Simon Willison’s Weblog

Items tagged webdevelopment, quora, frameworks

Filters: webdevelopment × quora × frameworks ×


Are traditional web frameworks and languages like RubyOnRail, Spring Boot and PHP dying now when new fast reactive pure JavaScript frameworks and services like Meteor, Node, Angular 2.0 and Firebase are breaking ground?

No.

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How does one decide which Javascript framework (e.g. Node, Backbone, Angular) to use on any given project?

If you are just learning JavaScript, I suggest trying to work without any frameworks or libraries at all. Starting with something like Angular will make it much harder for you to learn the core language and browser APIs.

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Would you test your web app against simulated infrastructure failure?

I think this is a pretty interesting idea—simulating these kind of conditions isn’t easy so I imagine many teams don’t bother. If it was good (really easy to get started with, great control and reporting tools, maybe helped set up the actual tests to replay) and I trusted the service I would definitely consider paying for it.

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Should you start with planning the view, the model or the controller?

My preference is to start by designing the URLs, then roughing out the first version of the database models. Everything else tends to evolve from there.

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Should a beginner to web development start out with Node.Js?

Maybe. One of the things I like about Node.js is that the raw abstraction it provides over HTTP is much closer to how the actual protocol works than the abstractions provided many of the more widely used frameworks such as PHP, Django or Rails. That might actually make it an effective learning tool—I’d be interested in hearing from some web developers who learnt Node.js as their first server-side technology.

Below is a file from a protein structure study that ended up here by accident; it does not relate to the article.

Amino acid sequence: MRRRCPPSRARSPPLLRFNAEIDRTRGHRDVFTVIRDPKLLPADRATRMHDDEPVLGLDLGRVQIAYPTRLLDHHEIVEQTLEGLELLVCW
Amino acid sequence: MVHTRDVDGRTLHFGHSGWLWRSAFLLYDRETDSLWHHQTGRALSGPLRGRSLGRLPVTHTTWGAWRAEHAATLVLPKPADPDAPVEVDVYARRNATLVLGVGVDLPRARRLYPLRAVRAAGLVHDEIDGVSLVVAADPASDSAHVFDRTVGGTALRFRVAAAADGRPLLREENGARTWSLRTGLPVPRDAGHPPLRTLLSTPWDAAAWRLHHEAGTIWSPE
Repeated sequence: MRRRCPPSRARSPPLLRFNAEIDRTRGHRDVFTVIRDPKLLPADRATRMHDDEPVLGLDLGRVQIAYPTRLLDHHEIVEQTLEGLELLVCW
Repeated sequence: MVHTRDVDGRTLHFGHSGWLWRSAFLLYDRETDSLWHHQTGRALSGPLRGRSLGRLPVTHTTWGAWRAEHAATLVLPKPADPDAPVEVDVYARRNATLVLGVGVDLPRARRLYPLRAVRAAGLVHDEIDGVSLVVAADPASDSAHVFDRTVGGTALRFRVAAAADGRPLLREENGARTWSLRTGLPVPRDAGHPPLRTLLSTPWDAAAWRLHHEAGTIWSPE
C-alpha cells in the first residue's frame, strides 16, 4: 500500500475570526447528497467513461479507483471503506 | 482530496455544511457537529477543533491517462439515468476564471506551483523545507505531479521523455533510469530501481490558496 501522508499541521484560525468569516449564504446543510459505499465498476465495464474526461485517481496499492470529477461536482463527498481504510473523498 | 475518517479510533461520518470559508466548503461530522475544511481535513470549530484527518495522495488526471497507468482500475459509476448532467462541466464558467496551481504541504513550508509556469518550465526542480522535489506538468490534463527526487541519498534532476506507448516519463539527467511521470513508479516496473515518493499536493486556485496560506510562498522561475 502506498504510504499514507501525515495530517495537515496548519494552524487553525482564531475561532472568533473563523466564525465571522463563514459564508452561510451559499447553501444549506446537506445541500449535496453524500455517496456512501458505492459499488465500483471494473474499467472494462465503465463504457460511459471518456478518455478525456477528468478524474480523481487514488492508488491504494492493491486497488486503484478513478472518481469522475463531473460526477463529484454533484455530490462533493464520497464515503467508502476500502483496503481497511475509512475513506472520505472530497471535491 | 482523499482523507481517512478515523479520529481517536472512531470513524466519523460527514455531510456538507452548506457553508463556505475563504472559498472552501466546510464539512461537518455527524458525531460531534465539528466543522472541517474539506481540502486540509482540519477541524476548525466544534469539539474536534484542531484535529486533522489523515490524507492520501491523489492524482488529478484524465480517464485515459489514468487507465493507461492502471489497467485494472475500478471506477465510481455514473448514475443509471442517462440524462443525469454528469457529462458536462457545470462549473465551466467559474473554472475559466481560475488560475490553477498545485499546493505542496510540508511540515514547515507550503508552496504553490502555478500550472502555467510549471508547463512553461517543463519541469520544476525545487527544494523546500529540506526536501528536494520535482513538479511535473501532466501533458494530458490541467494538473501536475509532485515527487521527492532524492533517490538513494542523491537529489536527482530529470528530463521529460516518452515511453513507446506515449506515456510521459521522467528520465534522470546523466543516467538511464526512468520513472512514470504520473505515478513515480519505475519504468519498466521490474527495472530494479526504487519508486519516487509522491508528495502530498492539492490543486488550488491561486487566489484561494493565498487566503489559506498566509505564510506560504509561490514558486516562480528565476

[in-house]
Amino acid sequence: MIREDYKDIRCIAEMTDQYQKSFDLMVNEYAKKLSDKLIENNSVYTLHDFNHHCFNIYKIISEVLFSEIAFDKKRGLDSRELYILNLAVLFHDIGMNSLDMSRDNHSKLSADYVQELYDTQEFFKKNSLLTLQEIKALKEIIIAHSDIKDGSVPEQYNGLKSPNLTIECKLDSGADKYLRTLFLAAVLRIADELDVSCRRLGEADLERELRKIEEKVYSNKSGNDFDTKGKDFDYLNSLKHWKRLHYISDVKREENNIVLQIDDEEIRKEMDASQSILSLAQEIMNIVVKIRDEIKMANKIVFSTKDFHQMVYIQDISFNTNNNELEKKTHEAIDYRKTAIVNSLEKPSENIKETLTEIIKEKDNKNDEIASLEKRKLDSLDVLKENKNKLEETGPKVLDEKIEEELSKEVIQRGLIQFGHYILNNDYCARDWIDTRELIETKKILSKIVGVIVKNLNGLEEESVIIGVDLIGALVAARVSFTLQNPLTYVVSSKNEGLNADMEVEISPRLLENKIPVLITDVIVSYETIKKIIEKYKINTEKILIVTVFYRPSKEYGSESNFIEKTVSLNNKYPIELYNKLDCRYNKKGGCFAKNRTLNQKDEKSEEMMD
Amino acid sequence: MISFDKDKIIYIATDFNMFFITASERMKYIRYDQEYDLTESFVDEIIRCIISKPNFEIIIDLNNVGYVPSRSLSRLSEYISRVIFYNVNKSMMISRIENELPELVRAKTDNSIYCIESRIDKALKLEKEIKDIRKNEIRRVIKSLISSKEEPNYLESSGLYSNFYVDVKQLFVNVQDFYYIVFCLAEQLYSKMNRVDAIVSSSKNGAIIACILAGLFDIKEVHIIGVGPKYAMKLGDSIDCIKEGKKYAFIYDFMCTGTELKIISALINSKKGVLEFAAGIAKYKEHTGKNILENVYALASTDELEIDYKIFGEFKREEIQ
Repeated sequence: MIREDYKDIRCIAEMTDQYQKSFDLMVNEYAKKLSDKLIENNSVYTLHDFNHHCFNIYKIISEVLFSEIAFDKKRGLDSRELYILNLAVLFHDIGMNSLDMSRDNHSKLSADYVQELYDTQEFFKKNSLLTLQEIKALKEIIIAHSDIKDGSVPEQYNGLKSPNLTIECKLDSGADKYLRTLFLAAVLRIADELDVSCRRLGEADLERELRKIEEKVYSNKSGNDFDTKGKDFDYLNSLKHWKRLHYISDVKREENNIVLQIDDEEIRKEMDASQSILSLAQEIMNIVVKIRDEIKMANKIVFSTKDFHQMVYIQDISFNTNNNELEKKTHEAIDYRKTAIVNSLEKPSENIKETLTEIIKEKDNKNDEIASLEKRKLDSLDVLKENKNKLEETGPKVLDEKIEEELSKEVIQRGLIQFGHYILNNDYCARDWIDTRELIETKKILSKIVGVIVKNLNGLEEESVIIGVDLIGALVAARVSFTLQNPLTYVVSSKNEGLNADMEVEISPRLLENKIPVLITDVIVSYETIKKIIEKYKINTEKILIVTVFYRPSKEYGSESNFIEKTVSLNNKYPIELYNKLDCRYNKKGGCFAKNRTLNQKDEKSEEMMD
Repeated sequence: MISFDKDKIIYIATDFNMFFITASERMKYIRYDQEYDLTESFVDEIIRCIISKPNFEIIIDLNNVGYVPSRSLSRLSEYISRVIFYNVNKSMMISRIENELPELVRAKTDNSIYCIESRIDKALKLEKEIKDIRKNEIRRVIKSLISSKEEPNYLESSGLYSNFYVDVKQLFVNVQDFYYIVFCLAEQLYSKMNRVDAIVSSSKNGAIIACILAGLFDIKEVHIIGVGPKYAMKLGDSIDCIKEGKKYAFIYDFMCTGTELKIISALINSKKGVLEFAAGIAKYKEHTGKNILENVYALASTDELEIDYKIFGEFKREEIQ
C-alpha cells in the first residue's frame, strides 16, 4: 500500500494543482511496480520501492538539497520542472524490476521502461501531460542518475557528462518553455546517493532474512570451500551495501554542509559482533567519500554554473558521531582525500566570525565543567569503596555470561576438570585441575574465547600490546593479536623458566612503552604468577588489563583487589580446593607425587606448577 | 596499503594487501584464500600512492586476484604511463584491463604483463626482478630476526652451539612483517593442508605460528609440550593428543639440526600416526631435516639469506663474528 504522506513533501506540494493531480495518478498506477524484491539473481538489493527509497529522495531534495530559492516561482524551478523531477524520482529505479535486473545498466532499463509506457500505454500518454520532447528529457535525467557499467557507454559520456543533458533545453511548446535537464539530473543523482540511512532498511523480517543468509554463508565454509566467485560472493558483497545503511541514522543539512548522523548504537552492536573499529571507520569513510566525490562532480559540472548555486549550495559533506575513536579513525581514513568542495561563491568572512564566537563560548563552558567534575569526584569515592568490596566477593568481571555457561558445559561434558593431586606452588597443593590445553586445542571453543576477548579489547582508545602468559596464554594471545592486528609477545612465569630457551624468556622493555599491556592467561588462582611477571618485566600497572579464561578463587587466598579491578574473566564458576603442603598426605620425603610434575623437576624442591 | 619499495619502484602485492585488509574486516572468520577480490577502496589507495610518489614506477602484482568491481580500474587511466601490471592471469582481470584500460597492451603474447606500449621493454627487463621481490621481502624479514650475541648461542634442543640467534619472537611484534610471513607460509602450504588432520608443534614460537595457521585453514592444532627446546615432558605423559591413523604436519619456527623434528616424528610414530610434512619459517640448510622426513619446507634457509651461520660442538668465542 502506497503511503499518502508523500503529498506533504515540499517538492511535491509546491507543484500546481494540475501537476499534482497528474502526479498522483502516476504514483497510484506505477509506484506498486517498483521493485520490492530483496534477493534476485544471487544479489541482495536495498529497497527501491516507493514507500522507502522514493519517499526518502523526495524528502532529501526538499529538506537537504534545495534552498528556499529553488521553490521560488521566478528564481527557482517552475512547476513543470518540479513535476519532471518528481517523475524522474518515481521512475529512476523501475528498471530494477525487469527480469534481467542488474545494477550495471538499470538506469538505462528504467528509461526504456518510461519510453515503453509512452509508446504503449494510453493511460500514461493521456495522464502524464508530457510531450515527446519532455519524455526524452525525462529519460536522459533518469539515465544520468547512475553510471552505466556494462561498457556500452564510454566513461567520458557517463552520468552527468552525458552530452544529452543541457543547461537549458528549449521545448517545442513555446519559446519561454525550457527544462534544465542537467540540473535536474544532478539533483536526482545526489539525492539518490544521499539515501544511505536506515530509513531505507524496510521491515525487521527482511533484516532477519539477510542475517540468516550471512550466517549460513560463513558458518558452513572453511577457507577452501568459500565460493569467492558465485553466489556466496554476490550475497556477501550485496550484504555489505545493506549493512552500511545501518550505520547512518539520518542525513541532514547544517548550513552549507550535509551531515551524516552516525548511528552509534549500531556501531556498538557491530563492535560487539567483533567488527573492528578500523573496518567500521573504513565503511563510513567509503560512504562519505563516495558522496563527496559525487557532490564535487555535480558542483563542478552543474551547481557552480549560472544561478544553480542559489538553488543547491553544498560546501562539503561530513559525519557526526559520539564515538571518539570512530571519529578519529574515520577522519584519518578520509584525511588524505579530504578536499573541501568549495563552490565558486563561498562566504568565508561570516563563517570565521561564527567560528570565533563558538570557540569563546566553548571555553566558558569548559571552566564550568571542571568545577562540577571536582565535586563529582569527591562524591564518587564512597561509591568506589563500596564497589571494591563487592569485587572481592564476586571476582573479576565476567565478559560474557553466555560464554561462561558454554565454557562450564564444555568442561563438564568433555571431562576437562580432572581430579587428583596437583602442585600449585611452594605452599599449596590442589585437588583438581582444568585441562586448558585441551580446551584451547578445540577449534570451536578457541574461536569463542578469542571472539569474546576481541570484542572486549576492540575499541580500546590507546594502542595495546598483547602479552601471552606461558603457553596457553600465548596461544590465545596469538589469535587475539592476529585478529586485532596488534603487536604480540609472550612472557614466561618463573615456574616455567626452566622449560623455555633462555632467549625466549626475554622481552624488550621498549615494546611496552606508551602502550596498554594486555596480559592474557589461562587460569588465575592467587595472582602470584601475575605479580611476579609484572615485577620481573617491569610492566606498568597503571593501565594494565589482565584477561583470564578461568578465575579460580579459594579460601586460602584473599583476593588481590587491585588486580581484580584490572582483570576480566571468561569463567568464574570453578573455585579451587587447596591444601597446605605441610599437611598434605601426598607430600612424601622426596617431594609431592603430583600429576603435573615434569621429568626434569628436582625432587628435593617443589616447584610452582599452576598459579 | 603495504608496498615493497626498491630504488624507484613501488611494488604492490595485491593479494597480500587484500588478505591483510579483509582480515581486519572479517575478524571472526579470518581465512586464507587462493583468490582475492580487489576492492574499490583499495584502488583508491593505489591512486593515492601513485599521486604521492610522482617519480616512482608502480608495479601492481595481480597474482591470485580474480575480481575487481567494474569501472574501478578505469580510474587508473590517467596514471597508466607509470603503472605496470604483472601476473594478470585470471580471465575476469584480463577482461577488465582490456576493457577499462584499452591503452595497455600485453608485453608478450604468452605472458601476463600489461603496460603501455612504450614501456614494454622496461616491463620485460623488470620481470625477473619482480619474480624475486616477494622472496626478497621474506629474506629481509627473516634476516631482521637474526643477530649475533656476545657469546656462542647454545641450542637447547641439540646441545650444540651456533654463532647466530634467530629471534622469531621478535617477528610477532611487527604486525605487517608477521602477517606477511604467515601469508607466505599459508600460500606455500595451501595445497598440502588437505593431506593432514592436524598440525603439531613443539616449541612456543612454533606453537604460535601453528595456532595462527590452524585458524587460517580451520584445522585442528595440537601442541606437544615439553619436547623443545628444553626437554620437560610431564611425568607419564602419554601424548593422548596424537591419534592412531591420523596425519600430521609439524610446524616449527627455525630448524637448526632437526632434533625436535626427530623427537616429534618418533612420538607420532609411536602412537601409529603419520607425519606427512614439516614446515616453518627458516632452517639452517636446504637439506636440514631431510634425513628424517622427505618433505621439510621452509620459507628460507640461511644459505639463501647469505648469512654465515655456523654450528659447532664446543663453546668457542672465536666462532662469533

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Why aren’t there any popular web frameworks in C/C++ even though they are more performance intensive languages?

Because it’s very hard writing secure code in them due to the way they handle memory management, and web applications have an enormous number of potential paths for malicious input. It’s much easier to write secure web application code in a higher level language (which isn’t to say it’s easy at all even then).

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Which language and framework would you use today?

Unless I had a very good reason to use something else (a pure websocket/real-time collaboration app perhaps) I’d go with stock Django on PostgreSQL and maybe a bit of Redis. Simple, powerful, stable and works reliably.

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Which web frameworks should I focus on to make myself the most well rounded and to be able to solve the most problems as a web application developer/architect?

Being an expert web developer isn’t about which framework you know, it’s about the fundamentals. It’s important that you know how the tools you are using work, so you can fix things when they break—Joel Spolsky’s law of leaky abstractions is a great essay about this: http://www.joelonsoftware.com/ar...

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What platform was YouTube using before they were acquired by Google?

It was written in Python—I don’t think they used any particular framework (they started the site in 2005).

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What are the tradeoffs (e.g. development speed, performance, scalability) between using various php frameworks, ruby/rails, or python/django?  Is there any reason to choose one overwhelmingly over another?

At this point, I’d argue that the decision between them comes down to programming language rather than framework—the frameworks have mostly converged on a very similar set of features.

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